Fedora Werewolf (fc8) on toshiba laptop… the sound saga

Following up on my previous posts regarding my new Toshiba A215 laptop with the goofy sound card :

In my previous posts, I mentioned that I was having a hard time getting the sound working under linux/fedora. In case you don’t know, FC8 uses Pulse Audio which is new. There have been reports of various sound problems related to permissions, users, and other items.

  • Fixing Broken Sound in Fedora

Out of the box, Fedora is using ALSA sound drivers. For all intents and purposes, every looks like it should work.

  1. all daemons start
  2. sound card is detected
  3. kernel modules are loaded
  4. test sounds appear to be played, yet no sound is heard

I even went as far as downloading the source for the ALSA drivers since I had seen some mention of a bug with my sound card I have an Azalia SB600. I lived with it for a couple of weeks now and I was really missing my music. So, one a whim I tried the OSS (Open Sound Service) drivers. Any you know what? It works.

Now, it doesn’t work like you’d think. Pulse Audio doesn’t appear to use it and Gnome doesn’t find any sound cards, (Actually, Pulse creates a faux ESD process that Gnome uses). Who cares. I got sound and it works good. All apps I’ve tested work; stand alone and webbased.

Ah, but how to control the overall master volume to direct sound only out to the headphones. The OSS drivers some with their own utilities. There is an ossxmix‘er that works superbly.

Still, not as easy as a Mac, but a lot of fun!

Fedora Linux (fc8) on my new laptop… the wireless saga

I love it when a plan comes together but hate it when I can’t think of a catchy title for a post. Oh well. In my last post regarding my new laptop, things have been progressing.

My last statement in that post said something about how there is something to be said about having a Mac “just work out of the box” but I’ve seen lots of people post saying that part of the fun of Linux, is trying to get things to work. It can be downright frustrating, of course, but when it works, it works well.

My laptop is a Toshiba A215 (which I just added another 2GB of ram). It’s a great laptop. Vista works well with it. I can’t complain about that, but I’ve been wanting to run Linux full time on it. One of the quirks of this laptop is that the wireless device shows up as an usb device, which is something very strange:

[jpabian@stoshua]~% lsusb
Bus 001 Device 003: ID 0bda:8197 Realtek Semiconductor Corp.

This wireless device is indeed a Realtek RTL8187B. Some people have gotten it to work and others have just given up on it. Those of the people who got it to work have hardcoded the wifi settings in a config file. I wanted to have the nifty wifi-selector that “NetworkManager” provides. I don’t want to hardcode anything (like the Mac). I searched and searched and tried everything I could find to do. I found a lot of really great resources but nothing worked. This was one of the best sites:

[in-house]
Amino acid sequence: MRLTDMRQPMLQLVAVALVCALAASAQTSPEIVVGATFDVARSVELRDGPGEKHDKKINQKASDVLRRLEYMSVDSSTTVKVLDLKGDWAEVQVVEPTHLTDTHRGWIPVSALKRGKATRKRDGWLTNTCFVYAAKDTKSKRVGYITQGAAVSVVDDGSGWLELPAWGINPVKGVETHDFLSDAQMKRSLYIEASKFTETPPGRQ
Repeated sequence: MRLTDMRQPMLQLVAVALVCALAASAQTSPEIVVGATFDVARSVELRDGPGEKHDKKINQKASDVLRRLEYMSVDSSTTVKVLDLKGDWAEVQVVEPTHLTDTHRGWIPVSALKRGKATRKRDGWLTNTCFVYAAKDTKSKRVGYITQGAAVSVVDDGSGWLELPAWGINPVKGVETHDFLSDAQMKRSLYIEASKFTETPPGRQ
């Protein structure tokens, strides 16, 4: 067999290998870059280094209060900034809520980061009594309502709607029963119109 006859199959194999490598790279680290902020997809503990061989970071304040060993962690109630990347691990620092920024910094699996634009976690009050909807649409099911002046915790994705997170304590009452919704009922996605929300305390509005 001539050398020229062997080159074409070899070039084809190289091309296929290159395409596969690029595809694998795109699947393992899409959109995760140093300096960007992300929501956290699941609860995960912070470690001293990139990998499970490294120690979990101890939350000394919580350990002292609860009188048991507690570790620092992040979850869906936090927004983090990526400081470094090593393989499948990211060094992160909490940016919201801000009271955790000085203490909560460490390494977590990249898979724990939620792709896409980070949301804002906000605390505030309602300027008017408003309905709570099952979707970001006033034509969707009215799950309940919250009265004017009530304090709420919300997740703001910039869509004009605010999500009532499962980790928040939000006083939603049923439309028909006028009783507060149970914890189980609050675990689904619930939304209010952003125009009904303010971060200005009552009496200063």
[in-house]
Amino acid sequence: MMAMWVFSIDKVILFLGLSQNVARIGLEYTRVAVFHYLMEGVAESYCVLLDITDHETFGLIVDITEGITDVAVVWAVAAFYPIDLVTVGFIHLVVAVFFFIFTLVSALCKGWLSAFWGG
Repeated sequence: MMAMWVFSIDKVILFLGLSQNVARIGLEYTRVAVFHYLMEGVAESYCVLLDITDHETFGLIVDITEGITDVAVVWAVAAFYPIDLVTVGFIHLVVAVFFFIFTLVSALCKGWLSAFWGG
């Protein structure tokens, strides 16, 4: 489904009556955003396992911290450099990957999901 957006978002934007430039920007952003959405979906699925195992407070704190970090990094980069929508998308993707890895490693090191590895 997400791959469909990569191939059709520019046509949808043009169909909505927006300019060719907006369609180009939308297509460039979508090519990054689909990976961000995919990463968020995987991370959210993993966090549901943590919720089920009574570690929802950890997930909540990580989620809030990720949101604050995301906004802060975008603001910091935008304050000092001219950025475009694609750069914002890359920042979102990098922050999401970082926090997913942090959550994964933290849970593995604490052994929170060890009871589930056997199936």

• Realtek Linux wireless driver project

I mean it, I was pulling my hair out. It shouldn’t be this hard. I began to be disappointed with my otherwise ideal laptop. I started to read about other wireless USB devices that work with linux. I came up with a plan. I checked out Circuit City’s, Best Buy’s, and Office Depot’s websites to see what they had on sale AND what wireless USB devices worked under linux.

One page I had found (and you know, I can’t find it now!), had a list of pretty much all the wireless USB devices and if they had kernel support or if drivers existed. But it also had a column that reported if it “worked out of the box” or not. Each of the stores I mentioned above had a Linksys on sale, AND it was reported to “work out of the box!” I was excited but also very nervous whether or not it would work. I saw a few posts around where people where having problems with. I picked up the Linksys® WUSB54GC Wireless-G USB 2.0 Network Adapter for $50 after “instant savings.”


So when the moment of truth came, I plugged in the WUSB54GC into one of my USB ports and say the following message:

Dec 2 17:07:41 stoshua NetworkManager: <info> wlan1: Device is fully-supported using driver ‘rt73usb’.
Dec 2 17:07:41 stoshua NetworkManager: <info> (wlan1): exporting device as /org/freedesktop/NetworkManager/Device/4
Dec 2 17:07:41 stoshua NetworkManager: <info> Now managing wireless (802.11) device ‘wlan1’.
Dec 2 17:07:41 stoshua NetworkManager: <info> Bringing up device wlan1

It worked! I didn’t have to do anything! Sure enough, NetworkManager presented me with both my wireless networks (and my neighbors’). I couldn’t believe it. It works great. It works good on the suspend and resume functions of my laptop.

Sure, I really wish that the onboard wifi worked under Linux, but from I’ve read, they’ve only just merged the driver support into the very latest kernel sources so I suspect that support will continue to get better. But for now, I’m very happy with this device.

Now, the only lingering item is sound. Fedora 8 went to using Pulse Audio for the default sound server. Sure looks good on paper, but it doesn’t work and I’m not the only one; there are several threads over at the Fedora Forums talking about it. But FC8 is still bleeding edge. It will work sooner than later, I’m sure.

I’ll save that for another post.